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What is Pre-Stretch Film?

Posted March 28, 2012

What is pre-stretch stretch film?

Don was telling me a story the other day about a visit he made to a customer that was evaluating their stretch film. It turns out that this particular customer was using the wrong machine stretch film, and in turn, using too much film per pallet. After it was explained to me, there was a personal ah ha moment that I thought would be interesting to share.

There are a few different types of stretch film, including: blown, cast, high performance, and pre-stretch. For the purpose of this entry, we are going to discuss pre-stretch film only, as this relates to my personal ah ha moment.

Think of an ordinary balloon. To start, it fits in the palm of your hand, but you have to put some effort into blowing it up. Most kids I know like to try and blow up the balloon as large as they can without popping it. They want to see how far it will stretch...see where I am going with this yet? It would not be as much fun if all the balloons were already inflated, but with having pre-stretch film, a lot of valuable resources can be saved.

So what is pre-stretch film? Well, it is stretch film that has been stretched before being wound onto its core. The film is processed through two rollers at different speeds. The second roller rotates faster than the first which actually stretches the film.

Just like stretch film, not all balloons will stretch to the same size. This should not be a problem for the next birthday party, but with stretch film, you could be losing valuable benefits. The stretching of the film is actually what helps keep the load upright while in transit. The farther you stretch film, without passing the point permanent deformation, the stronger the film becomes. 

What happens when you let all the air out of the balloon? Of course, it deflates back to its original size, or close to it. Stretch film works the same way: stretch film has a memory. After wrapping a load the stretch film, both pre-stretched and non-pre-stretched, the film wants to shrink back to its initial form securing the load. Film memory is actually what differentiates stretch film from any other type of unitization. However, the more you stretch the film, the less memory it has.

If you wrap a pallet with film that has not been stretched to capacity while the pallet is moving, there is still room for the stretch film to continue to stretch. This leaves the stretch film with a looser grip on the materials it is trying to hold together, allowing the load to sway even further. But if the film is stretched properly, the load will continue to its destination with much less movement. This was actually my ah ha moment. Let me explain it to you as it was explained to me. Take about 10 pencils, group them together, and wrap a rubber band twice around them. Your pencils are now grouped together and the rubber band is responsible. But if you start to toss the pencils around, say play a game of office catch, which I do not endorse with sharp objects…you could lose an eye…the pencils will start to shift. Now if you take that same rubber band and wrap it around the pencils two more times, the results are much different. The rubber band is now stretched as far as it can without breaking and the pencils are not shifting. Non-pre-stretch film can be elongated to 100-150%, which is a lot of force for a person to continually exude. Pre-stretch film is applied with minimal force allowing the user to actually walk forward safely rather than backwards while fighting with the stretch film.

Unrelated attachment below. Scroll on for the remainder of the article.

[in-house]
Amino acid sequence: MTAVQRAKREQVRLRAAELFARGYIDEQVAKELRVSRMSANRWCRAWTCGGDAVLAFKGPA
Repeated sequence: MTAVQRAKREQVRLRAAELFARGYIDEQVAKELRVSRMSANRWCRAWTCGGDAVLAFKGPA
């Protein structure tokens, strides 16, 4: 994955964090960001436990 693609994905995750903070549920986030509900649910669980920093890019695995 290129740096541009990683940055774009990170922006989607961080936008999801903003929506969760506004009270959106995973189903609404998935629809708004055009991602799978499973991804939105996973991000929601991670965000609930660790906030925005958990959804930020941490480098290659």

There are other benefits to pre-stretch film. Since the film is already stretched to its optimal performance, you know that each pallet is being wrapped without waste. When using non-pre-stretched film, machines and humans can change the force in which they stretch the film while in use. Operators can get tired or machines may not be set to the proper settings. So the film may not always be stretched as far as it can go, actually increasing the amount of stretch film that is used per load. Pre-stretch film also tends to be lighter making the rolls easier for the operator to change out the rolls. Pre-stretch film also offers good film clarity and excellent film cling. 

All of these reasons blown up into one big balloon point to the last benefit of pre-stretch film: cost. Using pre-stretched film can decrease stretch film cost up to 40% when used properly and under the right circumstances. Now of course you may not see these kinds of savings if you are using a non-pre-stretched film under the right circumstances. If you have any questions or would like an evaluation of your current film, please do not hesitate to contact us.


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